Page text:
Lung cancer is a type of cancer that forms in the tissues of the lungs that most often occurs in those who smoke tobacco-related products.
This study guide was designed to provide you with a brief overview of this topic. We included practice questions for your benefit as well. So, if you’re ready, let’s get started.
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What is Lung Cancer?
Lung cancer is a major public health problem in the United States that causes approximately 25% of all cancer deaths.
Smoking tobacco consumption is the leading cause of lung cancer which has a poor prognosis because only one out of every six patients survives for more than five years after receiving their diagnosis.
Lung cancer can develop in nonsmokers, however, the overwhelming majority of cases occur in those who smoke.
Some examples of the primary risk factors for lung cancer include the following:
- Occupational exposure
- Environmental exposure
- Genetic predisposition
- Dietary factors
- Chronic obstructive pulmonary disease (COPD)
- Air pollution
The diagnosis of lung cancer can be confirmed with a PET scan, or more formally known as positron emission tomography.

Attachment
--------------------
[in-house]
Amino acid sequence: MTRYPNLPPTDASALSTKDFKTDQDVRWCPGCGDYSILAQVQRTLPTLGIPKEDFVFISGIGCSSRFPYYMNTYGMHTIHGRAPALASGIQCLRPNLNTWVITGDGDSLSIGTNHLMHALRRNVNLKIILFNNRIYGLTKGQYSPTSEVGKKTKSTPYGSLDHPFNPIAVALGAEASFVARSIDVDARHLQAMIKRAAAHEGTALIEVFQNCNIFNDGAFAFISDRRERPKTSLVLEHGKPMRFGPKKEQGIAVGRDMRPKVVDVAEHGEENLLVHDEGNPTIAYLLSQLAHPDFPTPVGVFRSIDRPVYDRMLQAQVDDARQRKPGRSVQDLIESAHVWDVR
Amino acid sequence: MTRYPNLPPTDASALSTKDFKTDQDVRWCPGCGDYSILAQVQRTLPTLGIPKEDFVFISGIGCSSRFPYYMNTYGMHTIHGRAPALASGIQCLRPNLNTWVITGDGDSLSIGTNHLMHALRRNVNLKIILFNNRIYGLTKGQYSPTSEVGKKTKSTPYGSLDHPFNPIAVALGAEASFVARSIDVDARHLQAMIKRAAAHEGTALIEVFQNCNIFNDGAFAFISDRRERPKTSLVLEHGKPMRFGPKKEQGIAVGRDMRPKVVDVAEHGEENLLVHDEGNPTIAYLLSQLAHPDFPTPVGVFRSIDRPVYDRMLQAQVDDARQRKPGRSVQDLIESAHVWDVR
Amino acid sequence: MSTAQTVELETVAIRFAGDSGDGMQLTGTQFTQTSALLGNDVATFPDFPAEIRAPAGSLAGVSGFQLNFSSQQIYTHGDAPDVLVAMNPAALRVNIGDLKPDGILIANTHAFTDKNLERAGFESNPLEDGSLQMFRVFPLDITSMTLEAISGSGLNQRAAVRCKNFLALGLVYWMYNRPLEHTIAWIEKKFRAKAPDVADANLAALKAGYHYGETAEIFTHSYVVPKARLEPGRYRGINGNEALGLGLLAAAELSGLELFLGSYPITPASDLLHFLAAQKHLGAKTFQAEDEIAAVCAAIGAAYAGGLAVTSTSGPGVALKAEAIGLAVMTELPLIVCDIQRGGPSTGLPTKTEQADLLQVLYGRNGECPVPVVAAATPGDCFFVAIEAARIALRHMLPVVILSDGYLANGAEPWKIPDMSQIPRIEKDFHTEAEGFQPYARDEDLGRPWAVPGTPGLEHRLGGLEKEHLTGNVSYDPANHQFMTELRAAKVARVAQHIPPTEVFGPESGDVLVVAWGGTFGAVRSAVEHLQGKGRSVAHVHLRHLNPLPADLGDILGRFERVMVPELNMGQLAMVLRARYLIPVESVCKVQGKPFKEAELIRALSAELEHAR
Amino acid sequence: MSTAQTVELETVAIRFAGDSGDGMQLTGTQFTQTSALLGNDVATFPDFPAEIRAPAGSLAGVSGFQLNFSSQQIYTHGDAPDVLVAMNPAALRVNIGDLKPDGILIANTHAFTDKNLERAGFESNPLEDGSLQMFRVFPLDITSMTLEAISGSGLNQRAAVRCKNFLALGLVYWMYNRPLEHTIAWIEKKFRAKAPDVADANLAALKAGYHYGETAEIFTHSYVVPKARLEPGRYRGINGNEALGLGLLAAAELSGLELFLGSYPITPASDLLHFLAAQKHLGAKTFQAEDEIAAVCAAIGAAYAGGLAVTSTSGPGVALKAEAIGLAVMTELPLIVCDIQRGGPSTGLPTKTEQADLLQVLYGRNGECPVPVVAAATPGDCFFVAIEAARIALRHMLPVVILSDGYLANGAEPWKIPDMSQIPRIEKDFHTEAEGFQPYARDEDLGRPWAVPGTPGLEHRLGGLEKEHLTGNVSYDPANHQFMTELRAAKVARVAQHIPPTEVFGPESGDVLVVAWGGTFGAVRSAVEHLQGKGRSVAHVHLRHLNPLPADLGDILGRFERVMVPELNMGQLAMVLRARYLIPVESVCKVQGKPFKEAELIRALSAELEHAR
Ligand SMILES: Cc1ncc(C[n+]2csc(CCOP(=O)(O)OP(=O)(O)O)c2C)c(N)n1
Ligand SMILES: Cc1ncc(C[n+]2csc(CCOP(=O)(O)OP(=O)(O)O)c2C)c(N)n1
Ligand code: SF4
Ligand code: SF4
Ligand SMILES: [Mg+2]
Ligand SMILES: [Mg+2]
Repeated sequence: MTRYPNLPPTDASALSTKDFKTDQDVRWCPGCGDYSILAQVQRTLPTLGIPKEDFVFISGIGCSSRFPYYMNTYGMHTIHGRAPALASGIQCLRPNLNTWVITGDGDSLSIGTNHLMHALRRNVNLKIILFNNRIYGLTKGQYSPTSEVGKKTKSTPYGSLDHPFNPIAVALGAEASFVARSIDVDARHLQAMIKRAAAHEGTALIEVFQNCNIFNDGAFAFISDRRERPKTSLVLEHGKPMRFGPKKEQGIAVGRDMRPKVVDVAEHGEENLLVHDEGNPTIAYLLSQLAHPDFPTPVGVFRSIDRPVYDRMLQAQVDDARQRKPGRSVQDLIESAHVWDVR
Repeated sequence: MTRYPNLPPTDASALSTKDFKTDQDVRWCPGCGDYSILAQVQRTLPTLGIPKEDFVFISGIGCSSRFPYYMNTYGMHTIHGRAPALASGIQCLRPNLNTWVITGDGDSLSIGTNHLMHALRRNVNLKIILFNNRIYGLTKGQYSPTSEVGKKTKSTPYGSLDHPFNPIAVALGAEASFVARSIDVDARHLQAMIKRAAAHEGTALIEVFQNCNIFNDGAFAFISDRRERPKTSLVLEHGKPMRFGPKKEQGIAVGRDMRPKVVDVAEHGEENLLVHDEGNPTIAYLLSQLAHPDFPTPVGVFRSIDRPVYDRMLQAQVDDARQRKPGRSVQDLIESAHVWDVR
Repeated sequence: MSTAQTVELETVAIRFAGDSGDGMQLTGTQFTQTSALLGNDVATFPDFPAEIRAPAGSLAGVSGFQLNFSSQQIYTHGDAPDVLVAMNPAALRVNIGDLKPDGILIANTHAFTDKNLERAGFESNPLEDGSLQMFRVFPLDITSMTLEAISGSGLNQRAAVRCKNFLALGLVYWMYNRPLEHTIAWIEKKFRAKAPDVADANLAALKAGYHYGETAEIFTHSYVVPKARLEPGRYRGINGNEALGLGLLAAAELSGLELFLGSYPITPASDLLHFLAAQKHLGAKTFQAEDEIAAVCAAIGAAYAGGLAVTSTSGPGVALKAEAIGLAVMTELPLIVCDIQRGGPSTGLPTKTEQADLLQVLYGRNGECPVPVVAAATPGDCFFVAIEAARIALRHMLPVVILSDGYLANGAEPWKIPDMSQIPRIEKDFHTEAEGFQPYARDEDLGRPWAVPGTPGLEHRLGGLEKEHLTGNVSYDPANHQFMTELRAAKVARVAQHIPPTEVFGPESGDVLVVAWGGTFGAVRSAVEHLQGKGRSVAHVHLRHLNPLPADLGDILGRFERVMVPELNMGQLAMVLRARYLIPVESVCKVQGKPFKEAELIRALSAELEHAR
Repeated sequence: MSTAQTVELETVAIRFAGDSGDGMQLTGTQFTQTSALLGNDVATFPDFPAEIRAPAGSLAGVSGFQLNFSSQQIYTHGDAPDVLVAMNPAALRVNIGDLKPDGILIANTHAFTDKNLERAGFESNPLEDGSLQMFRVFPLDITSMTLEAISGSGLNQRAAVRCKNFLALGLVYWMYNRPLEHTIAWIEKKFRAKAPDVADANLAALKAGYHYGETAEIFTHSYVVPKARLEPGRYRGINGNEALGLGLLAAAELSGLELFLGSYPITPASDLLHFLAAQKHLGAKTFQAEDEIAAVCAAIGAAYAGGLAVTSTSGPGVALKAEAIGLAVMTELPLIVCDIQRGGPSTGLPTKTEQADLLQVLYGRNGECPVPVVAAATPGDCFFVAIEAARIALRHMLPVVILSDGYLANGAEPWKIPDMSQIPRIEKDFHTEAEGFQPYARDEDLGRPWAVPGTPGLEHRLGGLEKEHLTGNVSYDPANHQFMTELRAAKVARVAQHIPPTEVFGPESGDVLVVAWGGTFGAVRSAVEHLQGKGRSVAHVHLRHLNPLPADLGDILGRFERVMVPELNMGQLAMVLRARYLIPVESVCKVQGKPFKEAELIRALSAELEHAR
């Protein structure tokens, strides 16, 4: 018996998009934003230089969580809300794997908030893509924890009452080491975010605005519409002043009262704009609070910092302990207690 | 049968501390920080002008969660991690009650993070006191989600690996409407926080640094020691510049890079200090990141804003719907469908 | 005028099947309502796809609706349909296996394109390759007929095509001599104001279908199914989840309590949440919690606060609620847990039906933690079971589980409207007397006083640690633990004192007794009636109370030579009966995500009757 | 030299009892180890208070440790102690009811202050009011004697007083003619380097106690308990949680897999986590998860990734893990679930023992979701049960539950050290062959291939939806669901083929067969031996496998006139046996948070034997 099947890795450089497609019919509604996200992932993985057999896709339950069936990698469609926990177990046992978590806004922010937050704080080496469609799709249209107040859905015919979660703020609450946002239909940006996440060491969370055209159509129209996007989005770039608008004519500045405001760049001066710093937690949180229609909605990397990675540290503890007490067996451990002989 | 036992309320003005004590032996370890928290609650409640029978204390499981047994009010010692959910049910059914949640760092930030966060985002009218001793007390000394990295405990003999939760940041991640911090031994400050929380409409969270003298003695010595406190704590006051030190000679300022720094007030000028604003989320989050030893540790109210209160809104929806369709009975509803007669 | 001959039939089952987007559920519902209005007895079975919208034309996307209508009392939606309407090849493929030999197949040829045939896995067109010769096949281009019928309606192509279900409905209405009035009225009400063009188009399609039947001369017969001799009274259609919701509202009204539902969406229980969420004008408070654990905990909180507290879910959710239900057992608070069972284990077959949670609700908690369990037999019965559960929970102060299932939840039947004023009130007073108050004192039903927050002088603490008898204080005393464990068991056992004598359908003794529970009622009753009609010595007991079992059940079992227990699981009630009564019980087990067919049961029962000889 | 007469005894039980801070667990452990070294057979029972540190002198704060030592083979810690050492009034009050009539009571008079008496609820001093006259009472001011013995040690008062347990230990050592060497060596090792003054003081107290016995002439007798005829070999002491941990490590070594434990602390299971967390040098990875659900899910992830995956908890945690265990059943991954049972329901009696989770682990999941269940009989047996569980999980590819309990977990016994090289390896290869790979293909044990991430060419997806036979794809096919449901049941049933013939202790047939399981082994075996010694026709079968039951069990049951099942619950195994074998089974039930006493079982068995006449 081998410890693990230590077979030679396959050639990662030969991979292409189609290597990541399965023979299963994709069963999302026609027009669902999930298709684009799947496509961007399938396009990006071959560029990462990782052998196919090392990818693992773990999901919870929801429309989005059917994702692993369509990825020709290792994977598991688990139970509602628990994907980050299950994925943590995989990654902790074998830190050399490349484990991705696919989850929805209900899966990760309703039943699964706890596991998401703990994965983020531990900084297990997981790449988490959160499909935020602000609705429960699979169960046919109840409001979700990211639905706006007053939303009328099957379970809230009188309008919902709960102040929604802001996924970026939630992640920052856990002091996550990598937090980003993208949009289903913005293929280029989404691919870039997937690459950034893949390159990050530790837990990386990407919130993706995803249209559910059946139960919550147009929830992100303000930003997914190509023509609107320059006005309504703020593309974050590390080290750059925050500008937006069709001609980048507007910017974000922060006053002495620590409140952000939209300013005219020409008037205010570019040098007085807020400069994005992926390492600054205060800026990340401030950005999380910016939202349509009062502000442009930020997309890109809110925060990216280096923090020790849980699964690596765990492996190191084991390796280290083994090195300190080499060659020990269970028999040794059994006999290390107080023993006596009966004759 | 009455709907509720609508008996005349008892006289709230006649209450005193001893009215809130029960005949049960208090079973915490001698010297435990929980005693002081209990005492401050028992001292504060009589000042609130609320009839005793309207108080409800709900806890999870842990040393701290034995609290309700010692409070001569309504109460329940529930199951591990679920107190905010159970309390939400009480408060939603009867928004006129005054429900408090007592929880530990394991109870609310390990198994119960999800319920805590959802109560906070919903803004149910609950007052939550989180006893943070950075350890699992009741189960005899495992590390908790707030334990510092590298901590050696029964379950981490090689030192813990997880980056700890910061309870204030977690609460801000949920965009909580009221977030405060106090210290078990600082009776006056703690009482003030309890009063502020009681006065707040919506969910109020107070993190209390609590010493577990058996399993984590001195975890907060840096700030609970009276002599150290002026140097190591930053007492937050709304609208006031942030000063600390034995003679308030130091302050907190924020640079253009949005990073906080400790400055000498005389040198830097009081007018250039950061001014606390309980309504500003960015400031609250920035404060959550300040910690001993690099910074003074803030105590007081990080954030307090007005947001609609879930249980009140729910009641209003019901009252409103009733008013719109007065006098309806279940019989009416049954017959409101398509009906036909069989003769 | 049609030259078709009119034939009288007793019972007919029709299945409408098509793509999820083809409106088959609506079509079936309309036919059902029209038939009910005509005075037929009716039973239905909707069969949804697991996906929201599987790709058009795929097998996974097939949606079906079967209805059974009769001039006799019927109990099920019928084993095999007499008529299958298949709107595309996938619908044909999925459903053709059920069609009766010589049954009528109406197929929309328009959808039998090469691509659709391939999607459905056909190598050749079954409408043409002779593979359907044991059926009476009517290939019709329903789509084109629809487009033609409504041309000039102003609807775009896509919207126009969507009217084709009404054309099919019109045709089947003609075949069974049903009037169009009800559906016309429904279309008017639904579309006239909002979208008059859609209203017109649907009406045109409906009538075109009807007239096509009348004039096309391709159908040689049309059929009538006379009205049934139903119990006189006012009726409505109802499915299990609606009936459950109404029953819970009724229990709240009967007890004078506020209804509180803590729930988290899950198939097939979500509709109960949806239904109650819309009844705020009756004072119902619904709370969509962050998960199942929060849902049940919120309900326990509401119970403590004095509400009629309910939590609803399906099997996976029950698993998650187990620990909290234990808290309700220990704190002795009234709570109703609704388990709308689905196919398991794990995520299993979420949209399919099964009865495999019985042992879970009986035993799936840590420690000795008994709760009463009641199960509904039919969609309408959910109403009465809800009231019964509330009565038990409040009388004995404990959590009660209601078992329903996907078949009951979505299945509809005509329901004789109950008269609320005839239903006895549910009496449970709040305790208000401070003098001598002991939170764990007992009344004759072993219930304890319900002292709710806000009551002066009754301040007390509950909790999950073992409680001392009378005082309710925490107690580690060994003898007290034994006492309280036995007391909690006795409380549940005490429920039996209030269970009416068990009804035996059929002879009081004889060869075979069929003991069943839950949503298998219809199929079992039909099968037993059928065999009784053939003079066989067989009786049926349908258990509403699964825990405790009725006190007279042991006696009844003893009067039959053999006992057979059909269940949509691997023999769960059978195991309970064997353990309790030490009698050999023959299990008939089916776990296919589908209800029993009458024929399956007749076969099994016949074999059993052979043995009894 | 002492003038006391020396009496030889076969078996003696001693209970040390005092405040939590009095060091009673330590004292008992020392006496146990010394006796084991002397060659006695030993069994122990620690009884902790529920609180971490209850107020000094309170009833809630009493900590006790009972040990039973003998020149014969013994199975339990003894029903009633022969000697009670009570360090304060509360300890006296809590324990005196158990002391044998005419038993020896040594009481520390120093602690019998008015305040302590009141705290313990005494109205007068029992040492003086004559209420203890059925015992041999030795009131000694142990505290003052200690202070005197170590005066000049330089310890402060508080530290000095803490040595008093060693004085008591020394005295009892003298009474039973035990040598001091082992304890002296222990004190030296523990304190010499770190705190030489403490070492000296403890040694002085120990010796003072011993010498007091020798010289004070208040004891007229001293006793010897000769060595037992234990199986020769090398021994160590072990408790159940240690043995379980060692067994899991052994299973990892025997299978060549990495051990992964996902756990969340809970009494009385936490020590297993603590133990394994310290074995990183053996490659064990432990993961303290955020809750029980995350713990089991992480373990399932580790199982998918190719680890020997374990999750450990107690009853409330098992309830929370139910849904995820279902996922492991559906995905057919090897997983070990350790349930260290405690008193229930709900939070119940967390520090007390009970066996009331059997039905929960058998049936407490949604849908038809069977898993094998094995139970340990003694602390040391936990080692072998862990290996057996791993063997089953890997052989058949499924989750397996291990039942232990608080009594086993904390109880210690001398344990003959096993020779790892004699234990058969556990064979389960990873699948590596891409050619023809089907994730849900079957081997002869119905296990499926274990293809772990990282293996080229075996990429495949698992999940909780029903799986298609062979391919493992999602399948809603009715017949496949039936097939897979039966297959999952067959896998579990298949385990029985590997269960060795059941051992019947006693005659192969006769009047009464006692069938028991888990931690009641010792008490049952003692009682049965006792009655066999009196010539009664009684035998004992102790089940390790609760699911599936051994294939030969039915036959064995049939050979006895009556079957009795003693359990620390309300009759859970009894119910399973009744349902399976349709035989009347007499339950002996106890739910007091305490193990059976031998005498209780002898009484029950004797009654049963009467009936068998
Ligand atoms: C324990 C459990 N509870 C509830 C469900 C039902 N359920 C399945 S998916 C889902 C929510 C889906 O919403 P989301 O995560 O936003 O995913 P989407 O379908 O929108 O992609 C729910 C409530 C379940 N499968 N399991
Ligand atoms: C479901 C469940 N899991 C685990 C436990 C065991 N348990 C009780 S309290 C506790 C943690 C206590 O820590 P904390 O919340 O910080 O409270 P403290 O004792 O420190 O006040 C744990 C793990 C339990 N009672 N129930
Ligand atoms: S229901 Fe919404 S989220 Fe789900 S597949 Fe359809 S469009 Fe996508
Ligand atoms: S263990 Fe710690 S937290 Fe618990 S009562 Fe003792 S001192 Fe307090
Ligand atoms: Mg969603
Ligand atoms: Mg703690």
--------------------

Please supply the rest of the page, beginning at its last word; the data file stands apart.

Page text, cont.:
It’s an imaging technique that uses radioactive substances to examine the metabolic activity of the lungs.
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There are different stages of lung cancer that each may result in different signs and symptoms. The treatment method will vary from patient to patient depending on which stage they’re in as well as the signs and symptoms.
With that said, here are some of the most common treatment methods:
- Surgical resection
- Radiation therapy
- Targeted pharmacotherapy
Again, the treatment type may vary from patient to patient depending on their current stage and condition.
Lung Cancer Practice Questions:
1. What is lung cancer?
It is a major public health problem in the United States (and the world). In the US, approximately 28% of cancer deaths are due to lung cancer. Most of these deaths could be avoided if people did not smoke tobacco-related products.